Palo Alto, CA (2007) was the first feature on which Morrison served as director of photography. She also handled cinematography for Tim and Eric’s Billion Dollar Movie (2012) and the indie thriller Sound Of My Voice (2011).
Morrison's breakthrough project was Fruitvale Station. She and director Coogler wanted this film — which told the story of Oscar Grant's last day, before he was shot and killed by a transit cop — to seem almost like a documentary.
Other projects on which Morrison was DP include 2013's The Harvest and Little Accidents (2014). She also filled this role for HBO's Confirmation (2016), about Anita Hill's testimony during Clarence Thomas' confirmation hearings to join the Supreme Court.
In addition, Morrison has served as the DP for documentaries, such as the Emmy-nominated Rikers High (2005). She will also be the cinematographer for an upcoming documentary about the #MeToo movement.
Before making her mark in features, Morrison was DP for reality series such as The Hills and Newport Harbor: The Real Orange County. She's said reality TV gave her the chance to learn about newer cameras and types of lighting equipment, knowledge that she was able to carry over into films. In addition, the work helped pay for her student loans.
Women and Cinematography
Just four percent of the cinematographers working on 2017's top 250 films were women; this was actually down from five percent in 2016. The American Society of Cinematographers, founded in 1919, had admitted no women into its ranks until 1980.
In 2018 Morrison wrote in Time magazine, "I’ve never understood why there are so few female directors of photography. The job speaks to everything we do well: multitasking, empathy, emotion." Given the dearth of female DPs, Morrison has often been mistaken for another member of the film crew, such as a caterer or makeup artist.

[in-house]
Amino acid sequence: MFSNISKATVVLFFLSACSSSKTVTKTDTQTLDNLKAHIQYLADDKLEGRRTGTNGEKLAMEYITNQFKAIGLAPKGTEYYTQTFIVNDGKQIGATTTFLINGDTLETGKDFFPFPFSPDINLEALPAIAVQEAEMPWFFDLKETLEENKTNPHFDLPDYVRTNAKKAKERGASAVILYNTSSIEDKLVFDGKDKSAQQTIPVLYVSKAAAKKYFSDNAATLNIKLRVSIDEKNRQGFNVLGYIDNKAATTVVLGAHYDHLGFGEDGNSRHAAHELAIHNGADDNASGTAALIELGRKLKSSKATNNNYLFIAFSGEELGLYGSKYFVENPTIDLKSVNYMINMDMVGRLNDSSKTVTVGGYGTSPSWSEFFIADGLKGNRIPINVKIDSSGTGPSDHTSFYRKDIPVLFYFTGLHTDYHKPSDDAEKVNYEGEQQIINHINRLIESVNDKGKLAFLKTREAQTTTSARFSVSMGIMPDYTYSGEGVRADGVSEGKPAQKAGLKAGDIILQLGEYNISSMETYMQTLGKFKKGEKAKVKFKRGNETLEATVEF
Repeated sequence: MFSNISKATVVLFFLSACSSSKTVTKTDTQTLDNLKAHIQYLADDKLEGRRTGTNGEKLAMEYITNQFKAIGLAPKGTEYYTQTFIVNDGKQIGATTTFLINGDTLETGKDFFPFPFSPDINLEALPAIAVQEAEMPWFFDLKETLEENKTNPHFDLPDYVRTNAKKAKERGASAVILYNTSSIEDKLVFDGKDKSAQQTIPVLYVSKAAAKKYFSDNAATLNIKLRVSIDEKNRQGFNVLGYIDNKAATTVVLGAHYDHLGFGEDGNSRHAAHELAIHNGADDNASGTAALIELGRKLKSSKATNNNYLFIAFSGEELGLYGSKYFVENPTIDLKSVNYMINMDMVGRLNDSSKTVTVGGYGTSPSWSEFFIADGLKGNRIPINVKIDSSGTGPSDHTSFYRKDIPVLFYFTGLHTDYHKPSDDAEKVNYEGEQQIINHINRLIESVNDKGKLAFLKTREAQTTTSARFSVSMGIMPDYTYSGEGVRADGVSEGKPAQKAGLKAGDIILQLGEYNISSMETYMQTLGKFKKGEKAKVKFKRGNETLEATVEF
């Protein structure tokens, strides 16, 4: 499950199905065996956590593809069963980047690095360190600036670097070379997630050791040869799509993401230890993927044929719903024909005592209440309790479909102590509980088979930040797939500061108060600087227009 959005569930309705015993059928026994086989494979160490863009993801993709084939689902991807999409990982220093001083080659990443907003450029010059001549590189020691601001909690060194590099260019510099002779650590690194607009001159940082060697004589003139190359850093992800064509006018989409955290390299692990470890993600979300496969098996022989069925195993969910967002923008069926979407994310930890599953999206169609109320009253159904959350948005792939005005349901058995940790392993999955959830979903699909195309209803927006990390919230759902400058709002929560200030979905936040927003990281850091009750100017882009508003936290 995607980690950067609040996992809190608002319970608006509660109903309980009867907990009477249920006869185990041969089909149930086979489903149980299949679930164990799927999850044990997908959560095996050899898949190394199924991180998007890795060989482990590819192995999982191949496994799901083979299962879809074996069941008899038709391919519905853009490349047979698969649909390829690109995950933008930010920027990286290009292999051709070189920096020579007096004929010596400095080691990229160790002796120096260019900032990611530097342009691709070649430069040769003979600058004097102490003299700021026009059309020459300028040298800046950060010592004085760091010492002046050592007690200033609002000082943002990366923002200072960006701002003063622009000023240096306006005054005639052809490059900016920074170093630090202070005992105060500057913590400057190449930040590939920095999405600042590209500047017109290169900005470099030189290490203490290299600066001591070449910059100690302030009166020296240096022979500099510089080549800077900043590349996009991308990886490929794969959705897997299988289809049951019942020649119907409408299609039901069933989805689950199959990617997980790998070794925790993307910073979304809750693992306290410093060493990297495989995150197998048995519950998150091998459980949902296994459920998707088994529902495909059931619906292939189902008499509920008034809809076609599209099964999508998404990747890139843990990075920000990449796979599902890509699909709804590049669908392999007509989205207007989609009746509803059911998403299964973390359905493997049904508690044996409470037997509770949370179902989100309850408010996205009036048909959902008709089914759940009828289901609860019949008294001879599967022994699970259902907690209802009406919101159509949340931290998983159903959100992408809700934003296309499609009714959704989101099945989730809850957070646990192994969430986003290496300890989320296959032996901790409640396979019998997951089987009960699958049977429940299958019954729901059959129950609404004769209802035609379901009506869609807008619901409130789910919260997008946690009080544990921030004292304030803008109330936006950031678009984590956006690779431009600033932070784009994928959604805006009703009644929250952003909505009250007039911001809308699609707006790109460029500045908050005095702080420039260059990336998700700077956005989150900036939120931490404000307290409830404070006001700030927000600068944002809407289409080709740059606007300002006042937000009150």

Morrison has directed episodes of the TV shows American Crime and Quantico. Yet networks have been reluctant to have her work for them as a director of photography.
When Was Rachel Morrison Born?
Rachel Morrison was born on April 27, 1978.
Morrison grew up in Cambridge, Massachusetts and became interested in photography at a young age. One reason for this was her mother's breast cancer diagnosis and the fact that her father also had health problems. Morrison noted in Time magazine, "Photography was a way for me to freeze time and to capture the moments that were happy and healthy."
Morrison attended Concord Academy, where she was able to study photojournalism. However, her interests ended up shifting to film; talking to the Los Angeles Times about this she said, "I think I realized there was a power to the moving image that I couldn't equal in still photography."
At New York University's Tisch School of the Arts, she pursued a double major in photography and film. Morrison then went on to get her master's degree in cinematography from the American Film Institute Conservatory.
Morrison may direct again in the future, but her focus is on cinematography. She also hopes that more women will join her in this career, and thinks her Oscar nod and the surrounding attention may provide some of the inspiration necessary for this to happen. She would be happy to be known as just a cinematographer, without the focus on being a female DP, which will likely only happen when the field reaches a more equitable gender balance.
Going forward, Morrison intends to keep doing work that means something to her. As she told CNN in 2018, "I've always looked for projects that have some messaging behind them and felt timely or relevant and important in some way and spoke to some of the injustices that are occurring in our world."